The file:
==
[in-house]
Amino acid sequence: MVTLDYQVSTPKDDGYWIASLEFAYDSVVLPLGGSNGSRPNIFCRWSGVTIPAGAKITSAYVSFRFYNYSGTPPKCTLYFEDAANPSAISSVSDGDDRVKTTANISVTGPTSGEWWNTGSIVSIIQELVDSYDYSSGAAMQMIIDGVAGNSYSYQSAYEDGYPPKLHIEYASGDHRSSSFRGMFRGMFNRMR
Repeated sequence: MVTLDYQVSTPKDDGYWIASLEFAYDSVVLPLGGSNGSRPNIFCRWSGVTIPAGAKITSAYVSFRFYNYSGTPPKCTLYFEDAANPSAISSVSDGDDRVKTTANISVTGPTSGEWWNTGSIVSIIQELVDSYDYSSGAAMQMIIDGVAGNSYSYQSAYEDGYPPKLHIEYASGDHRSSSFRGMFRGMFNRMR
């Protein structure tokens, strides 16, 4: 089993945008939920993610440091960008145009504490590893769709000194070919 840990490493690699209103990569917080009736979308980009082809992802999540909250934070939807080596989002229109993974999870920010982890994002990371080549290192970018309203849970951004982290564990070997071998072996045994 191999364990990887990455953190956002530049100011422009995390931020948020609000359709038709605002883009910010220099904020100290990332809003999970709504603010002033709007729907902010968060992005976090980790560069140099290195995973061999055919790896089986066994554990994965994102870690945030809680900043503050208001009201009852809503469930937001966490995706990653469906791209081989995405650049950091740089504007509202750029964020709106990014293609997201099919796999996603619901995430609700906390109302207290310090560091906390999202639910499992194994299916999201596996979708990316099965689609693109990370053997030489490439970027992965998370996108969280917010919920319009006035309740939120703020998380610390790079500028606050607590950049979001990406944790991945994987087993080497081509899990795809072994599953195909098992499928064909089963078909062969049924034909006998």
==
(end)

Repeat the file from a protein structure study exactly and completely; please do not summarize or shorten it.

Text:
[in-house]
Amino acid sequence: MVTLDYQVSTPKDDGYWIASLEFAYDSVVLPLGGSNGSRPNIFCRWSGVTIPAGAKITSAYVSFRFYNYSGTPPKCTLYFEDAANPSAISSVSDGDDRVKTTANISVTGPTSGEWWNTGSIVSIIQELVDSYDYSSGAAMQMIIDGVAGNSYSYQSAYEDGYPPKLHIEYASGDHRSSSFRGMFRGMFNRMR
Repeated sequence: MVTLDYQVSTPKDDGYWIASLEFAYDSVVLPLGGSNGSRPNIFCRWSGVTIPAGAKITSAYVSFRFYNYSGTPPKCTLYFEDAANPSAISSVSDGDDRVKTTANISVTGPTSGEWWNTGSIVSIIQELVDSYDYSSGAAMQMIIDGVAGNSYSYQSAYEDGYPPKLHIEYASGDHRSSSFRGMFRGMFNRMR
């Protein structure tokens, strides 16, 4: 089993945008939920993610440091960008145009504490590893769709000194070919 840990490493690699209103990569917080009736979308980009082809992802999540909250934070939807080596989002229109993974999870920010982890994002990371080549290192970018309203849970951004982290564990070997071998072996045994 191999364990990887990455953190956002530049100011422009995390931020948020609000359709038709605002883009910010220099904020100290990332809003999970709504603010002033709007729907902010968060992005976090980790560069140099290195995973061999055919790896089986066994554990994965994102870690945030809680900043503050208001009201009852809503469930937001966490995706990653469906791209081989995405650049950091740089504007509202750029964020709106990014293609997201099919796999996603619901995430609700906390109302207290310090560091906390999202639910499992194994299916999201596996979708990316099965689609693109990370053997030489490439970027992965998370996108969280917010919920319009006035309740939120703020998380610390790079500028606050607590950049979001990406944790991945994987087993080497081509899990795809072994599953195909098992499928064909089963078909062969049924034909006998």